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Behavioral and neural plasticity caused by early social experiences: the case of the honeybee.

Arenas A, Ramírez GP, Balbuena MS, Farina WM - Front Physiol (2013)

Bottom Line: Early olfactory experiences lead to stable and long-term associative memories that can be successfully recalled after many days, even at foraging ages.Early rewarded experiences have relevant consequences at the social level too, biasing dance and trophallaxis partner choice and affecting recruitment.Here, we revised recent results in bees' physiology, behavior, and sociobiology to depict how the early experiences affect their cognition abilities and neural-related circuits.

View Article: PubMed Central - PubMed

Affiliation: Grupo de Estudio de Insectos Sociales, Departamento de Biodiversidad y Biología Experimental, Facultad de Ciencias Exactas y Naturales, IFIBYNE-CONICET, Universidad de Buenos Aires Buenos Aires, Argentina.

ABSTRACT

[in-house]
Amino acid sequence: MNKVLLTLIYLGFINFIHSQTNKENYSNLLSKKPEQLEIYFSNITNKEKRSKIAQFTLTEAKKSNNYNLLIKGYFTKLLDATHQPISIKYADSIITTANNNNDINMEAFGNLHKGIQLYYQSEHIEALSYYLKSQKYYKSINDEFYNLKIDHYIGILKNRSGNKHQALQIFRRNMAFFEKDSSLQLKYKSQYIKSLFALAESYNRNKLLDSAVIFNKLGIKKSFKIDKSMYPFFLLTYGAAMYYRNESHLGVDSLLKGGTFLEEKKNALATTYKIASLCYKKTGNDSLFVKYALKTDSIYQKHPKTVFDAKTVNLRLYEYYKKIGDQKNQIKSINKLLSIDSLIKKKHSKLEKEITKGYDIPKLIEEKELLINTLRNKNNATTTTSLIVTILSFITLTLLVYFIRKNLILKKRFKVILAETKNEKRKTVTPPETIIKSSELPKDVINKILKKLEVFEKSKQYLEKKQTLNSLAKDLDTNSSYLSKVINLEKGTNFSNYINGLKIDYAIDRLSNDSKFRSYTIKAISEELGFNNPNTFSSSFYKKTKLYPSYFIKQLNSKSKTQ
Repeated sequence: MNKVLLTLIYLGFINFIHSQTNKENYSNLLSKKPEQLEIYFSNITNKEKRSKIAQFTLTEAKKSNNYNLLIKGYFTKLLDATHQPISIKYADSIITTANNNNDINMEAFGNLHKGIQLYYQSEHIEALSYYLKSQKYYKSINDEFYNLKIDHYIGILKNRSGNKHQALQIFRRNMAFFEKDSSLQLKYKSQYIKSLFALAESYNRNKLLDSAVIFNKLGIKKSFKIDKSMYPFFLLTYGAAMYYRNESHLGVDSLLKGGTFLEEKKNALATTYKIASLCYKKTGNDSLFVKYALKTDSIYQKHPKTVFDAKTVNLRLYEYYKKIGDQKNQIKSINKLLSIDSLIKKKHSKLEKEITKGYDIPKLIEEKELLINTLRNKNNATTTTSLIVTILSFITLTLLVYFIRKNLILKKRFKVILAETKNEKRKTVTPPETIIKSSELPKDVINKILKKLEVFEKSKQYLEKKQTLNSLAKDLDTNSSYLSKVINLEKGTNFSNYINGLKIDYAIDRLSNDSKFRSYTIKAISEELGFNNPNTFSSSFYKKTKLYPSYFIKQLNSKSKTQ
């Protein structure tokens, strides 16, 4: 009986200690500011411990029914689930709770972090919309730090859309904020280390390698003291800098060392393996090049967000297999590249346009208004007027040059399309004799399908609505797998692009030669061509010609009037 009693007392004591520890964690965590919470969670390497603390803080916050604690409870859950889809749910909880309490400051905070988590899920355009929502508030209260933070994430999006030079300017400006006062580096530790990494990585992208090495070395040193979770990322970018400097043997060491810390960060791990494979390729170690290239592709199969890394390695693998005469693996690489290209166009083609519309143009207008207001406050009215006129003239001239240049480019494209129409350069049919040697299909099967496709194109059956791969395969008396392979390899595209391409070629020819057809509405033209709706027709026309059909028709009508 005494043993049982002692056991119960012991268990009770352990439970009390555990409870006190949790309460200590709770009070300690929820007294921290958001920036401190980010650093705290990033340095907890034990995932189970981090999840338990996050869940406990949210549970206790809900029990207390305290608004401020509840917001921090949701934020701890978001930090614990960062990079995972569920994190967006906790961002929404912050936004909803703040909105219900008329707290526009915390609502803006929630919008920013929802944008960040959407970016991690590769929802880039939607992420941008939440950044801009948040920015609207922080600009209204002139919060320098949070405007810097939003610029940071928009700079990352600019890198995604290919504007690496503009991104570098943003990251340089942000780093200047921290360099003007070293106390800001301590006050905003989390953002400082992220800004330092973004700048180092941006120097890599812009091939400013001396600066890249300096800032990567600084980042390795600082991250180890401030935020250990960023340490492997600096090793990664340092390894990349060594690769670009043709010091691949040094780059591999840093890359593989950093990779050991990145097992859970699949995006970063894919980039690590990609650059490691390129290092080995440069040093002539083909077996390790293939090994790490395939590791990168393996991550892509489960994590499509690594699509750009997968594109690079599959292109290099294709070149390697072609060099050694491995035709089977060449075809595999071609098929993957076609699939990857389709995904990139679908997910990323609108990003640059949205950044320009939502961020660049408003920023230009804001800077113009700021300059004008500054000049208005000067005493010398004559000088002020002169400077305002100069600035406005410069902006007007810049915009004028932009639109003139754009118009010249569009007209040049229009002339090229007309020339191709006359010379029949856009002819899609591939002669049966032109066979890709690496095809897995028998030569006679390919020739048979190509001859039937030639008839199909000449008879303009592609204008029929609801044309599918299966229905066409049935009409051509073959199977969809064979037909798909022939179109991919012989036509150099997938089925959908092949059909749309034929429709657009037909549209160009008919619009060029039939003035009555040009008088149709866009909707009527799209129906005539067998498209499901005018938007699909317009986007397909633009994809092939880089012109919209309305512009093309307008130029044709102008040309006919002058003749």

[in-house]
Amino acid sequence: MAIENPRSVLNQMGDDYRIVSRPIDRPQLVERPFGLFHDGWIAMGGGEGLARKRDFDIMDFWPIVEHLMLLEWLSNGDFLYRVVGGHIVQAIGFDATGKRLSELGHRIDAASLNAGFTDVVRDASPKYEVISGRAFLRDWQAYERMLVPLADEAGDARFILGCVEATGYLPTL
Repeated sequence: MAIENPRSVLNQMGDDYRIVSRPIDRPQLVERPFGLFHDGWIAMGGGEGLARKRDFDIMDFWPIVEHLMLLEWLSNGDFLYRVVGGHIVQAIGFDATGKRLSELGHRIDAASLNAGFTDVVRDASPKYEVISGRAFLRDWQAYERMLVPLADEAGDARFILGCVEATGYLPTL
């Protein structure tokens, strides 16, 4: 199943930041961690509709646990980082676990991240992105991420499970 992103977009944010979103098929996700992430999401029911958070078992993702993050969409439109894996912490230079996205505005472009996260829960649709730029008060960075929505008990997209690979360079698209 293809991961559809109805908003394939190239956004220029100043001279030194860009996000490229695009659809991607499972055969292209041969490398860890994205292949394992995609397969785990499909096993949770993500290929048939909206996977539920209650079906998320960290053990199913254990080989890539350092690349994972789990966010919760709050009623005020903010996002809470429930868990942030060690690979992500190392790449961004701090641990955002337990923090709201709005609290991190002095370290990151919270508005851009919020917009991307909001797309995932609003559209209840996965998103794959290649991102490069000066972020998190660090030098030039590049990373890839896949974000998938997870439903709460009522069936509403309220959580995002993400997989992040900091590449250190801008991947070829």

Cognitive experiences during the early stages of life play an important role in shaping future behavior. Behavioral and neural long-term changes after early sensory and associative experiences have been recently reported in the honeybee. This invertebrate is an excellent model for assessing the role of precocious experiences on later behavior due to its extraordinarily tuned division of labor based on age polyethism. These studies are mainly focused on the role and importance of experiences occurred during the first days of the adult lifespan, their impact on foraging decisions, and their contribution to coordinate food gathering. Odor-rewarded experiences during the first days of honeybee adulthood alter the responsiveness to sucrose, making young hive bees more sensitive to assess gustatory features about the nectar brought back to the hive and affecting the dynamic of the food transfers and the propagation of food-related information within the colony. Early olfactory experiences lead to stable and long-term associative memories that can be successfully recalled after many days, even at foraging ages. Also they improve memorizing of new associative learning events later in life. The establishment of early memories promotes stable reorganization of the olfactory circuits inducing structural and functional changes in the antennal lobe (AL). Early rewarded experiences have relevant consequences at the social level too, biasing dance and trophallaxis partner choice and affecting recruitment. Here, we revised recent results in bees' physiology, behavior, and sociobiology to depict how the early experiences affect their cognition abilities and neural-related circuits.